Electronic Superhighway: Continental U.S., Alaska, Hawaii
- Nam June Paik, born Seoul, Korea 1932-died Miami Beach, FL 2006
- Gallery Label
- Paik predicted, in 1965, that "someday artists will work with capacitors, resistors, and semiconductors as they work today with brushes, violins and junk." Over the decades, his own work stayed in constant conversation with how new technologies reshape the world. Electronic Superhighway playfully engages three such forces--the US interstate highway system, cable television, and the emergent internet of the 1990s.
- In this TV map, neon-outlined states play a mix of borrowed and original footage. Each distinct channel reveals Paik's associations with or understanding of that state. Some video collages draw from personal connections, like Paik's recordings of longtime collaborator and cellist Charlotte Moorman filling the screens in her home state of Arkansas (along with images of then president Bill Clinton, also from Arkansas). Others incorporate existing media representations, with the movie musical Oklahoma! filling Oklahoma, and edits from a documentary on the 1950s Montgomery bus boycotts echoing from Alabama. A closed-circuit camera marks Washington, DC, where gallery visitors can see themselves in real time. This suggests the map is also a portrait, reflecting how media and mediation shape views of ourselves and each other at national, regional, and individual levels.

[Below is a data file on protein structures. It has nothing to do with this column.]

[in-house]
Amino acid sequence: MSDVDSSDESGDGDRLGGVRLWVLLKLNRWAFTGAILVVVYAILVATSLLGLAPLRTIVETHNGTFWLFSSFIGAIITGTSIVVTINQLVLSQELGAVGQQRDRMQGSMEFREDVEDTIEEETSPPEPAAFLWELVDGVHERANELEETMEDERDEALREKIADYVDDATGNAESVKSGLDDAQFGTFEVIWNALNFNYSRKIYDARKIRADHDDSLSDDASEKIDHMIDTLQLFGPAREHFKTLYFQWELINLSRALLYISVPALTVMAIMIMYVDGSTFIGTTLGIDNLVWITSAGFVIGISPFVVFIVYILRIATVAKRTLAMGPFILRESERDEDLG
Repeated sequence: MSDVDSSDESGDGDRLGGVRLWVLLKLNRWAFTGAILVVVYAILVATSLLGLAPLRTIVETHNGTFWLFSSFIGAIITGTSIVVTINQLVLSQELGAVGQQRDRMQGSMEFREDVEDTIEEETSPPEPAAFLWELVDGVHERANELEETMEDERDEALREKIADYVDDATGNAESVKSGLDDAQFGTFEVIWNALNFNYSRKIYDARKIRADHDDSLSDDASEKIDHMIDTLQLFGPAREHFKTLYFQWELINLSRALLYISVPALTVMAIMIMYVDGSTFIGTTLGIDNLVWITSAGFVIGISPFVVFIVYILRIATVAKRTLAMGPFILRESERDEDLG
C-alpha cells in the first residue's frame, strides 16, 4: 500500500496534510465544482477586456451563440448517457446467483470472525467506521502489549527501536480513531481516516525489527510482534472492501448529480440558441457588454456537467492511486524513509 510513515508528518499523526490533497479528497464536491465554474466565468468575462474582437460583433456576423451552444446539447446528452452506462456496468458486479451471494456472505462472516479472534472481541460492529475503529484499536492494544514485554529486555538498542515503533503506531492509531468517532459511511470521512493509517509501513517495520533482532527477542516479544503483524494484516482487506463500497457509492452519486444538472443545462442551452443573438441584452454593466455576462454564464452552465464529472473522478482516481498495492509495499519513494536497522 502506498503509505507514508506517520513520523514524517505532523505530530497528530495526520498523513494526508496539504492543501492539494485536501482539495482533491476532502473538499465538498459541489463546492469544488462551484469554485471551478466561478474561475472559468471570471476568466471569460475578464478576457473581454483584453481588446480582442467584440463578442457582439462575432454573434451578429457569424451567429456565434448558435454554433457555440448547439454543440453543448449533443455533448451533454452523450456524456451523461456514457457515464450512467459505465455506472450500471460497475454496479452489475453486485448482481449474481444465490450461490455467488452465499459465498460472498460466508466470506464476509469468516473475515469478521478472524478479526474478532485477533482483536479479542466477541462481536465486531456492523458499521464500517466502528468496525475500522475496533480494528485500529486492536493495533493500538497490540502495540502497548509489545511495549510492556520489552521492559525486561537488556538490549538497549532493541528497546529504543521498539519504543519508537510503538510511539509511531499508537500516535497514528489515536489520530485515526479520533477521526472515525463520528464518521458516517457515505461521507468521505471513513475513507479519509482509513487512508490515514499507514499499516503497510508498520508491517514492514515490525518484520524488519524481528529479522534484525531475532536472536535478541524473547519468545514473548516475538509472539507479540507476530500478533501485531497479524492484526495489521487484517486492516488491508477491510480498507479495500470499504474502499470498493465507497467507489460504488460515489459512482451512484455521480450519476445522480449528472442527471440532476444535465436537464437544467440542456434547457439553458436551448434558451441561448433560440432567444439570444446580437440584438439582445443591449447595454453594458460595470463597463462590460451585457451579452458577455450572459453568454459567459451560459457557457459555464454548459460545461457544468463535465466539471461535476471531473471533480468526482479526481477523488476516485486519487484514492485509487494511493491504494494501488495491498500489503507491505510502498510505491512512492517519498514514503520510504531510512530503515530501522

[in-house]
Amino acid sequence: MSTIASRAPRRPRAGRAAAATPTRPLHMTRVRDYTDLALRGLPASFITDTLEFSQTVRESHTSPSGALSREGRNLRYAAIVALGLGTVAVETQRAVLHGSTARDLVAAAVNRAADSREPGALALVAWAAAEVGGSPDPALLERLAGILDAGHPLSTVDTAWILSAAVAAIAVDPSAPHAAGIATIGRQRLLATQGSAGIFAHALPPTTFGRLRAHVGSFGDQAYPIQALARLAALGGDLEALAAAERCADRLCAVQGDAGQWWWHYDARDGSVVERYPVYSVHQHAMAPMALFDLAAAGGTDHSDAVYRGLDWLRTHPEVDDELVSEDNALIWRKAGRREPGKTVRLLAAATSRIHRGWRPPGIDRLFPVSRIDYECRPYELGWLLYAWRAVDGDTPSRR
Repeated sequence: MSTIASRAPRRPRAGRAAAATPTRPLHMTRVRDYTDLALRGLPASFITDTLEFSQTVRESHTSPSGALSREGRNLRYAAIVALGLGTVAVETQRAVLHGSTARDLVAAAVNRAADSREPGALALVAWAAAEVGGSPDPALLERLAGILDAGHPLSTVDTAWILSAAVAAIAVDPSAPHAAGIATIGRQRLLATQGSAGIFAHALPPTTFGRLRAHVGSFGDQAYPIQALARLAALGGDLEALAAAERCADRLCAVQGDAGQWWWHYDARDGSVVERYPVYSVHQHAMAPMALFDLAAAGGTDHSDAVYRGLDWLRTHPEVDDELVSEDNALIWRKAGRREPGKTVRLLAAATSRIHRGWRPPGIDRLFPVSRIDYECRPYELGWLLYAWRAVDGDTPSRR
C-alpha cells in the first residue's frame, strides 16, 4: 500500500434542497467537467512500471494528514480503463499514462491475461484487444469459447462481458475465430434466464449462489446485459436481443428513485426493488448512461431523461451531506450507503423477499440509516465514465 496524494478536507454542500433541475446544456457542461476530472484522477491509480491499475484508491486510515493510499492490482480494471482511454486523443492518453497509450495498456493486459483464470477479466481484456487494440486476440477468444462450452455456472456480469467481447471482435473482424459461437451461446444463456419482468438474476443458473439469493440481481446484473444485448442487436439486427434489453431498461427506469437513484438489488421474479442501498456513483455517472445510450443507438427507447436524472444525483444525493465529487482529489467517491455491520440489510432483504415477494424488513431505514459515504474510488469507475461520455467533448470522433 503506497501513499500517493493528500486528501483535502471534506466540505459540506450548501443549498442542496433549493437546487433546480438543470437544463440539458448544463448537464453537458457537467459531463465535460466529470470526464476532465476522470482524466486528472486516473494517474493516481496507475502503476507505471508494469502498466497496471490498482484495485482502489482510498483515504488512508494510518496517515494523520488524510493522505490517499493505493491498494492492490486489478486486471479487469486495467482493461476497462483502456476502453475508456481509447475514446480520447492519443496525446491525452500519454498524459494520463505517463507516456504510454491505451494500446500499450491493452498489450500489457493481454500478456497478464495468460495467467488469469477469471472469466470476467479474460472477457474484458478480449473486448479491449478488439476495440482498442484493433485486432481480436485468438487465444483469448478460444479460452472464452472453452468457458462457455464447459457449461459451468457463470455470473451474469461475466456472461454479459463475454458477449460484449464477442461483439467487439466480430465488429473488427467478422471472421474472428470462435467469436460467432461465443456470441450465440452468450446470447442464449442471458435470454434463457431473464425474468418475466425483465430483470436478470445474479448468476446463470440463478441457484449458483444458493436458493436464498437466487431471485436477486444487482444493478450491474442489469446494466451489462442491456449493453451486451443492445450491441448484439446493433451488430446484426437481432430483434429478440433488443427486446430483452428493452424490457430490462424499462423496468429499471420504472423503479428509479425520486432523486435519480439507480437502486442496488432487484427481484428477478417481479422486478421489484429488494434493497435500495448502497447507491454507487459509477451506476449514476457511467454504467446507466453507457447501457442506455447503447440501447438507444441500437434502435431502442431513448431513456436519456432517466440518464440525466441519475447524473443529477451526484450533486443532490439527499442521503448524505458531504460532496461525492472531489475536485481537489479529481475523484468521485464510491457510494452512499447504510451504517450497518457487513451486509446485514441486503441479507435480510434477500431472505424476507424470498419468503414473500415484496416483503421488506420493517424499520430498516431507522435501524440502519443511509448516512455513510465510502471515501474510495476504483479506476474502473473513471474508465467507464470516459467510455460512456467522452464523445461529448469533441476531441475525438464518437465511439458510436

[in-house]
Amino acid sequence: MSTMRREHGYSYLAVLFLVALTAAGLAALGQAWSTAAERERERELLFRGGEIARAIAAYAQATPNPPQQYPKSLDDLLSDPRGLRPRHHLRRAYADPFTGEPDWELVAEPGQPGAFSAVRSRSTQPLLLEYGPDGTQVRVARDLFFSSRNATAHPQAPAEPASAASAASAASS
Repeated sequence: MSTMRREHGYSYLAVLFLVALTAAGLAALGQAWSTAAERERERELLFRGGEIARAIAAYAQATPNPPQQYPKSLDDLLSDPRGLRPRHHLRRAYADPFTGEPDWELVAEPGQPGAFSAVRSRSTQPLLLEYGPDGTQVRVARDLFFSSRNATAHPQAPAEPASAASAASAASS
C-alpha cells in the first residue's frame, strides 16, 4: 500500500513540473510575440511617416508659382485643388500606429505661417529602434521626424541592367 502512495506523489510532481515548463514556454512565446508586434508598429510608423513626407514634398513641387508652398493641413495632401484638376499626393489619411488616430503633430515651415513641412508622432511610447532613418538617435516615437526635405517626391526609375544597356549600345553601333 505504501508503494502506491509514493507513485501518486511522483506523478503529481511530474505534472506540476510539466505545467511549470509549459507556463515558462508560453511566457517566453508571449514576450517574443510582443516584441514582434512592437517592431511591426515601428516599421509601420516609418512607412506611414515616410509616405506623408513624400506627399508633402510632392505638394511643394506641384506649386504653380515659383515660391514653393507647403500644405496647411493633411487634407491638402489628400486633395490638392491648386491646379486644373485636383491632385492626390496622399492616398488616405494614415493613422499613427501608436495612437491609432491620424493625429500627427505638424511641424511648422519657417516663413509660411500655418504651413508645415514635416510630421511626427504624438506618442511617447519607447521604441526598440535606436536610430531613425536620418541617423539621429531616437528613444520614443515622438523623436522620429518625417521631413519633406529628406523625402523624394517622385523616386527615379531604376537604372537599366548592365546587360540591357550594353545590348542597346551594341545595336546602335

- Audio Note: Synced television sounds match a handful of states' channels, so the audio spreads and blends across the length of the map. At different moments, various soundtracks become louder and dominate; at other times it is a noisy collage. The appropriated movie musicals--Oklahoma! in Oklahoma, Meet Me in St. Louis in Missouri, and The Wizard of Oz in Kansas--are each audible when standing nearby and as their songs reach a crescendo. Uniquely, the audio related to the Montgomery bus boycotts, which includes speeches by Malcolm X and Martin Luther King Jr., plays through speakers on both sides of the map, not just near Alabama, making it the most prominent and legible part of the sound mix.
- Credit Line
- Smithsonian American Art Museum, Gift of the artist
- © Nam June Paik Estate
- Object number
- Restrictions & Rights
- Usage conditions apply
- Media Arts
- fifty-one channel video installation (including one closed-circuit television feed), custom electronics, neon lighting, steel and wood; color, sound
- approx. 15 x 40 x 4 ft.
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- Smithsonian American Art Museum Collection
- Time-Based Media Art
- Smithsonian American Art Museum
- Landscape\United States
- Object\written matter\map
- Record ID
- Metadata Usage (text)
- Not determined
- GUID (Link to Original Record)